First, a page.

By Bryan Chambers
The eminent-domain bill passed by the [West Virginia] state Senate on Thursday would leave some room for urban renewal efforts such as the proposed Artisan Avenue project in Huntington, but it could make them more difficult.
The state Senate unanimously passed the measure (HB4048), designed to prohibit cities from using their eminent domain powers to take private property for economic development purposes. The bill allows cities to continue using eminent domain in slums and blighted areas, but it also gives property owners an appeal process.
"We've accomplished two major objectives," said Sen. Ed Bowman, D-Hancock. "We continue to give urban renewal authorities the ability to declare areas as slums and blighted, which is a good way to eradicate problems such as drug dealers or deteriorating housing. At the same time, we've given protections to the property owner above and beyond what is in current law."
Huntington officials have followed the bill closely because it could halt a plan to redevelop a four-block stretch of Artisan Avenue that was declared a slum and blighted area last year.
The city plans to purchase 31 vacant, dilapidated homes and lots on Artisan between Hal Greer Boulevard and 20th Street and use the property to build 17 new affordable homes and duplexes. The city does not plan to purchase any occupied homes.
City officials say they do not want to use eminent domain to take the property, but need it as a tool to bring property owners to the bargaining table.
Eminent domain has been a hot-button issue for states since the U.S. Supreme Court ruled in June that cities could use eminent domain to take private property and give it to private developers.
The ruling stems from a case in which the city of New London, Conn., acquired property from several unwilling homeowners so a developer could build a hotel, office complexes and marina.
Since then, more than 40 states have revisited their eminent domain laws.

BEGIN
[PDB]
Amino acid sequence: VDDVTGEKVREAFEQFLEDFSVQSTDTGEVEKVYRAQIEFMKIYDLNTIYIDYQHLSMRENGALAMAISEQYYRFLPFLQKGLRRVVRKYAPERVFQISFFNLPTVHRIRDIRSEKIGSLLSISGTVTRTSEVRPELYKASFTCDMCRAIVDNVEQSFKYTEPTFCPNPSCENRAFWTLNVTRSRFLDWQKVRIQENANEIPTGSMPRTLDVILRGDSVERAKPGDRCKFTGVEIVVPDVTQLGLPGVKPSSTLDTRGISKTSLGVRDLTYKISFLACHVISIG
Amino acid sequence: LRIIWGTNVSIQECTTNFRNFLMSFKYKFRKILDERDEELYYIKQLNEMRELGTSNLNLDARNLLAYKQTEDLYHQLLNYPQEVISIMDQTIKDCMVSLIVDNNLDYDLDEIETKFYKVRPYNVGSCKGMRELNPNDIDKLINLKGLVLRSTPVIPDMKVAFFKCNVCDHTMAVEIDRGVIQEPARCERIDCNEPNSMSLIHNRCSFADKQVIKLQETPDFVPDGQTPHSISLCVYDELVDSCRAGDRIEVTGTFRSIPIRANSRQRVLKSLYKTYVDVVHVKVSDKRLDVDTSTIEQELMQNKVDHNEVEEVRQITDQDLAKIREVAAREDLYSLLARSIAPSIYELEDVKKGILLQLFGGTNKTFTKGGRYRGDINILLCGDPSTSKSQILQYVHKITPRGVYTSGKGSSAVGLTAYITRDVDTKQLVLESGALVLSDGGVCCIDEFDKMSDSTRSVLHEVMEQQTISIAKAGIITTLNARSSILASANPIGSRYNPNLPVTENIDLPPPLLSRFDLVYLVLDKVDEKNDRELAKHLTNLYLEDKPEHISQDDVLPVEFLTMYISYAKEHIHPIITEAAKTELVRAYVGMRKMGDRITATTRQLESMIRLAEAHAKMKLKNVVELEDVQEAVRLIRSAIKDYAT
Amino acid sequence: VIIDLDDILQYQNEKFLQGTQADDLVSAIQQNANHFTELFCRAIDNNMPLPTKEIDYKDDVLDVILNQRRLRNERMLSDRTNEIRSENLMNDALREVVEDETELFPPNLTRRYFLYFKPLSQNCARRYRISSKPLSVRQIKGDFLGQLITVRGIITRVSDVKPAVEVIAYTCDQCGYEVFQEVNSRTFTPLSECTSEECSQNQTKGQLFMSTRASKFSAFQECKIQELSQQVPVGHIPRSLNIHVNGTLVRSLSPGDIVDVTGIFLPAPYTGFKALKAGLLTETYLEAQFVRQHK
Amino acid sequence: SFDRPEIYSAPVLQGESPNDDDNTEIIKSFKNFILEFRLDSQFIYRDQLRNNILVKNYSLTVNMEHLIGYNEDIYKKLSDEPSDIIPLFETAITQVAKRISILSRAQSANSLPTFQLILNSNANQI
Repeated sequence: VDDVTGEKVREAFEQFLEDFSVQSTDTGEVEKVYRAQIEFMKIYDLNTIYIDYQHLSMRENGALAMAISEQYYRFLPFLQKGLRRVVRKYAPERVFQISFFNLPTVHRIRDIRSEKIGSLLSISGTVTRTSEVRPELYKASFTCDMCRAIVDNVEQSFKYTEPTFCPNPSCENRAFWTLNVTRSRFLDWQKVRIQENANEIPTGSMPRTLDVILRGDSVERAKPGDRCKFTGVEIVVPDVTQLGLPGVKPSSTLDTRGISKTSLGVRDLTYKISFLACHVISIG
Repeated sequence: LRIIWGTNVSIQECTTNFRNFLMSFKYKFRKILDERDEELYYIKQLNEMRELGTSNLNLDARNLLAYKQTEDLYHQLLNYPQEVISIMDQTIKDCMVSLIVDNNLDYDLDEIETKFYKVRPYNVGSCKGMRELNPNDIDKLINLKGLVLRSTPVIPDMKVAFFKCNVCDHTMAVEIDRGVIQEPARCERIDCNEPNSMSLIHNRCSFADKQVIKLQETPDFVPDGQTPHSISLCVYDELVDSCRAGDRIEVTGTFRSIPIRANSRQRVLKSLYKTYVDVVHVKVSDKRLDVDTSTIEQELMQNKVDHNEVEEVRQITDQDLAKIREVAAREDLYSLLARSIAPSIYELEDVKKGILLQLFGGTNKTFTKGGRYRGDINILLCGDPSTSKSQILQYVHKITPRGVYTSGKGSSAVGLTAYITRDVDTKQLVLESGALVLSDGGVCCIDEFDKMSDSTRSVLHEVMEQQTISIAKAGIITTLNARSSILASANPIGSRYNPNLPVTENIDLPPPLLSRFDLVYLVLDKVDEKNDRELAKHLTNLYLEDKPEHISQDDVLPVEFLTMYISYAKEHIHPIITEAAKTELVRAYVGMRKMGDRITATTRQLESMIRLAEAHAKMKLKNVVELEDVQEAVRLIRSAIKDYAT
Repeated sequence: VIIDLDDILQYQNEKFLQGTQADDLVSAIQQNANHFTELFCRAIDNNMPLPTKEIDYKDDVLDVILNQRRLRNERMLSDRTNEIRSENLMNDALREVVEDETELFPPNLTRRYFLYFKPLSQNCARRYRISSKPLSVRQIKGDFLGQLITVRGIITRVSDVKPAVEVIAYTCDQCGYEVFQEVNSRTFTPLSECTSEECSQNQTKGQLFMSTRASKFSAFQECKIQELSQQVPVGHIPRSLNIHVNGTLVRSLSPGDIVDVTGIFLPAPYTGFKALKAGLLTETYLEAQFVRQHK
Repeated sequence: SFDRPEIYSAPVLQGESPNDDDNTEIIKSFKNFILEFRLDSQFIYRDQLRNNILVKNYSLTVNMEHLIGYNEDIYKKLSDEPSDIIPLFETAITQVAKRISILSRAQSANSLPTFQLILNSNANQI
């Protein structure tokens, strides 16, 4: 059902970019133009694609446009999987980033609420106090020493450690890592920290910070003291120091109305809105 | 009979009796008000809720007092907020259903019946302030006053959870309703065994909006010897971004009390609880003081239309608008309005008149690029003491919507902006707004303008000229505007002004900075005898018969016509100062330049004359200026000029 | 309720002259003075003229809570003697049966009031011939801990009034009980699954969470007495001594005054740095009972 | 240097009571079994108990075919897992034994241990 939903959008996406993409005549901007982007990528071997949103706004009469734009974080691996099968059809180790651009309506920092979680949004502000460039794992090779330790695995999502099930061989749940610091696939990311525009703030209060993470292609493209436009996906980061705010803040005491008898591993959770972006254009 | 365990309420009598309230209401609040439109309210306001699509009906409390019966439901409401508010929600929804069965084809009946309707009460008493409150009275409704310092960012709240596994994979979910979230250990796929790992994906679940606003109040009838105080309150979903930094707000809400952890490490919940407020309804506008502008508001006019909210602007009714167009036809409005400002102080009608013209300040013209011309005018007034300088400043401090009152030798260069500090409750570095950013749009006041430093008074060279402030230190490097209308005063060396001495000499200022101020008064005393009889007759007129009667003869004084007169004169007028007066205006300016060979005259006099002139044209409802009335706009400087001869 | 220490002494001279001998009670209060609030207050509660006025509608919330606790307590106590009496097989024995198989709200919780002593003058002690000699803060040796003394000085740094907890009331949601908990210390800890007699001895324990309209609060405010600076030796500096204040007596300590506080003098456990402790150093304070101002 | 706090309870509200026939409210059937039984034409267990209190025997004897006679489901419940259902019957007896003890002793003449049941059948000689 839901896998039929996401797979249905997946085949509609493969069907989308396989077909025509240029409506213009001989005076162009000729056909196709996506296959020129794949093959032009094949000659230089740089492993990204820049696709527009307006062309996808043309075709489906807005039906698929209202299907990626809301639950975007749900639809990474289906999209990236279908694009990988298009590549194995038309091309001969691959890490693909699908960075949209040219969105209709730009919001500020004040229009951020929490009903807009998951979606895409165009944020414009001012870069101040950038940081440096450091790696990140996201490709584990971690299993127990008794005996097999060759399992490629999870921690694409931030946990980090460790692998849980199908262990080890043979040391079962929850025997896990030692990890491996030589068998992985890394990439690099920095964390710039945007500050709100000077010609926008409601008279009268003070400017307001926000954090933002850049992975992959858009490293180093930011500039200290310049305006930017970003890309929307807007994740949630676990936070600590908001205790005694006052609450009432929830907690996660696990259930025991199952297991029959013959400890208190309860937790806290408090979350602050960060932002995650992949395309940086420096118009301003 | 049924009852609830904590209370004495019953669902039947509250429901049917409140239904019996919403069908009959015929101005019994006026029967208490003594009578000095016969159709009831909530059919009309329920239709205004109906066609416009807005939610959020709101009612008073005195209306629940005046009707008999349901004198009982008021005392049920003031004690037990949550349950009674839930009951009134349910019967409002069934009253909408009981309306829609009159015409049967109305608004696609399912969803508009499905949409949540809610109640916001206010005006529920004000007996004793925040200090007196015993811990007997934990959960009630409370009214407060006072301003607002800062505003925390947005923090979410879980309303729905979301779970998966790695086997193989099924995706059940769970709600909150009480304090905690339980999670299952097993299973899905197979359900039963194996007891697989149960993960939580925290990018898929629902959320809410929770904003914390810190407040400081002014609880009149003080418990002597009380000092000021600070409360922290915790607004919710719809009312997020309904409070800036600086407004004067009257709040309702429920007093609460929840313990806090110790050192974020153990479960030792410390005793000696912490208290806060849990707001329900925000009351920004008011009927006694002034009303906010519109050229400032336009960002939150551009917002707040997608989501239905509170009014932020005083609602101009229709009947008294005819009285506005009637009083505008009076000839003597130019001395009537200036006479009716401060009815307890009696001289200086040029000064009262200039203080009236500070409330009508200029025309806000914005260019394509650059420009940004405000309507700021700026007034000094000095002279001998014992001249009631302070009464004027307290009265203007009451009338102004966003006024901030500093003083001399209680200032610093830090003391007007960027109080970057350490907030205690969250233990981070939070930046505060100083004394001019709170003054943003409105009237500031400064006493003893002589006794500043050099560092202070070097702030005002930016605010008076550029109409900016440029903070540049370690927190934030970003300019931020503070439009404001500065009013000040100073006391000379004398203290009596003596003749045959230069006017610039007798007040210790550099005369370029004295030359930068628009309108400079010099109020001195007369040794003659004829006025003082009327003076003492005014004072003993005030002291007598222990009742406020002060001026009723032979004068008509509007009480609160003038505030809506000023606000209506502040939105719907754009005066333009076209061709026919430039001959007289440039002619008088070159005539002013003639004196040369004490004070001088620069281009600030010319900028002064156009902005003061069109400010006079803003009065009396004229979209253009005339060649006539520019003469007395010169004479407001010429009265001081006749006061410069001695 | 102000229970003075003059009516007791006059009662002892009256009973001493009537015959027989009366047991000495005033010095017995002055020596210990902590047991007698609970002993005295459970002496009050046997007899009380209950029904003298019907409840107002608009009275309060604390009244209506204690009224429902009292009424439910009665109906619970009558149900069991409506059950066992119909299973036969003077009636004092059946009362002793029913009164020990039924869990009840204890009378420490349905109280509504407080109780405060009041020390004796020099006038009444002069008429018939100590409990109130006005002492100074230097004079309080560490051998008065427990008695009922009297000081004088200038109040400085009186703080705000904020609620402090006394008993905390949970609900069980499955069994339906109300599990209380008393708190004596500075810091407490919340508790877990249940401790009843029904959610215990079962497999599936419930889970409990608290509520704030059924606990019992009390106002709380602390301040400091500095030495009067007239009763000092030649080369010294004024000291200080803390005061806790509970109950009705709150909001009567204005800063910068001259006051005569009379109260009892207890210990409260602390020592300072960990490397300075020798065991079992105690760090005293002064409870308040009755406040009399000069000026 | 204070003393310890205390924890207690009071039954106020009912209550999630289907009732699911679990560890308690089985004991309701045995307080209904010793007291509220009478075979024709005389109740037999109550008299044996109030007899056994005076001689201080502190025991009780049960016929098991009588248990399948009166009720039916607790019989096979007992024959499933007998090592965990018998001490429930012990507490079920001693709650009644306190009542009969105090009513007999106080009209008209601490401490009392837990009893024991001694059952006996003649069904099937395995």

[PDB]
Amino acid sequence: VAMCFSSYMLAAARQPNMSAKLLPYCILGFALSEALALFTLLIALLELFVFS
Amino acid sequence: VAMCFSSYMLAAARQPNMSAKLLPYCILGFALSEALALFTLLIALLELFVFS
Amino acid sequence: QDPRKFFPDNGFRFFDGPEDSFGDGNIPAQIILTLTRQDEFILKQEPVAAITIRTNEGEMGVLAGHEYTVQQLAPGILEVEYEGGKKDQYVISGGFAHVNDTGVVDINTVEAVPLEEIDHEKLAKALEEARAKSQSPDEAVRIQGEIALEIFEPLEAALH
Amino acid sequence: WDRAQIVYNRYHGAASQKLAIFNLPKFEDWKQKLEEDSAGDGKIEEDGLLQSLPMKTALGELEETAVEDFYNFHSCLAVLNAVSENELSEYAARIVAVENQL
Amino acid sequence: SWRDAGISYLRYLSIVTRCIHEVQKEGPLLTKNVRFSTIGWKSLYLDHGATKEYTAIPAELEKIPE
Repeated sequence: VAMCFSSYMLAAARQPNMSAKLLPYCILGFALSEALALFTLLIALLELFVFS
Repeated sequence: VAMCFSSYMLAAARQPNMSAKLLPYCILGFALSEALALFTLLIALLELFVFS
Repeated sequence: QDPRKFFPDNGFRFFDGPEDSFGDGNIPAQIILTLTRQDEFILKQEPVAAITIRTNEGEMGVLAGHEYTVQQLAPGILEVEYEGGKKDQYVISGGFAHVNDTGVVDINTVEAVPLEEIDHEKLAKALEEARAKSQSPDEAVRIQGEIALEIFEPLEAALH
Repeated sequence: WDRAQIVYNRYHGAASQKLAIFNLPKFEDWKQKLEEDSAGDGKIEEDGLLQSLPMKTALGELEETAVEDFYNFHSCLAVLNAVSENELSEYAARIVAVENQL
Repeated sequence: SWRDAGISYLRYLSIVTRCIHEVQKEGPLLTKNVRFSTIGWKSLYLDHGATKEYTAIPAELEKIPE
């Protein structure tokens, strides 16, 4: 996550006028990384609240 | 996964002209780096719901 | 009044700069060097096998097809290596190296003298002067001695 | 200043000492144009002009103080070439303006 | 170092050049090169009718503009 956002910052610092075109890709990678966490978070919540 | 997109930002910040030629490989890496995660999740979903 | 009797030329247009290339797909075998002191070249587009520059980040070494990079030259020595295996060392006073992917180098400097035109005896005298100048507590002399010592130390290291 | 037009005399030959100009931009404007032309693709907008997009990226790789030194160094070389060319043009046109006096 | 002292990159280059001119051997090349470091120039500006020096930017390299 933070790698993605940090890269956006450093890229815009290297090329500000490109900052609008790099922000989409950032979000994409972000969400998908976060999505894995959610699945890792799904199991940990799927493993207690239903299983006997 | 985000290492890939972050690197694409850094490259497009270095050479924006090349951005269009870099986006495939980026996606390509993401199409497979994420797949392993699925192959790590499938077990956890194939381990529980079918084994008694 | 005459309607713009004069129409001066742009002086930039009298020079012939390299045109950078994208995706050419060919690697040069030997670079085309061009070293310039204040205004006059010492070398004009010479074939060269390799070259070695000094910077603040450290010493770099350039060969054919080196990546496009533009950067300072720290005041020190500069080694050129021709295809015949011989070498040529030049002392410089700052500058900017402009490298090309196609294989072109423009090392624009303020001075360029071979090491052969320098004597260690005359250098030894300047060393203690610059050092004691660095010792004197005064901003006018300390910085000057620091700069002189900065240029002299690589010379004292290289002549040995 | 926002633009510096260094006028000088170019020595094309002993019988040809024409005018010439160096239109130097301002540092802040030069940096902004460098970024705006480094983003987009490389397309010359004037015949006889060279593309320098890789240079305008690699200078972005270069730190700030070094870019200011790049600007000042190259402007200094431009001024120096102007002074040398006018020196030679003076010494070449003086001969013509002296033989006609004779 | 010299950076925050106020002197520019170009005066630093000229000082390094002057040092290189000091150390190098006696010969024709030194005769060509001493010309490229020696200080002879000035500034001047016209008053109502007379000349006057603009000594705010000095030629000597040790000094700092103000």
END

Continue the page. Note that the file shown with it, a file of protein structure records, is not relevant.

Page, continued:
According to the bill, property owners would have to prove to the urban renewal authority proposing the condemnation that their property is not a slum or blighted and should not be condemned.
If the property owner succeeds, the urban renewal authority would be responsible for showing through nine detailed steps why the condemnation of the property is essential to the redevelopment project it is proposing.
If the property owner does not succeed, they would be able to appeal the urban renewal authority's decision in court, Bowman said.
"They would be able to appeal not only the taking of their land, but also the value of the land that's been established by the city," he said. "Property owners have never had this right in the past in West Virginia."
While several senators applauded the amended version of the bill, some still had concerns.
"It does appear that the property owner would have to appeal to the same agency that wants to condemn their property in the first place," Sen. Vic Sprouse, R-Kanawha, said.
"It seems to me like we're making the property owner whose property has been condemned prove that it is not," said Sen. Clark Barnes, R-Randolph. "Why haven't we placed the burden of proof on the condemning authority? That can be a very expensive process for the property owner."
The House passed the bill during the first month of the legislative session. The Senate's amended version must be approved by the House again before it can go to Gov. Joe Manchin for his signature.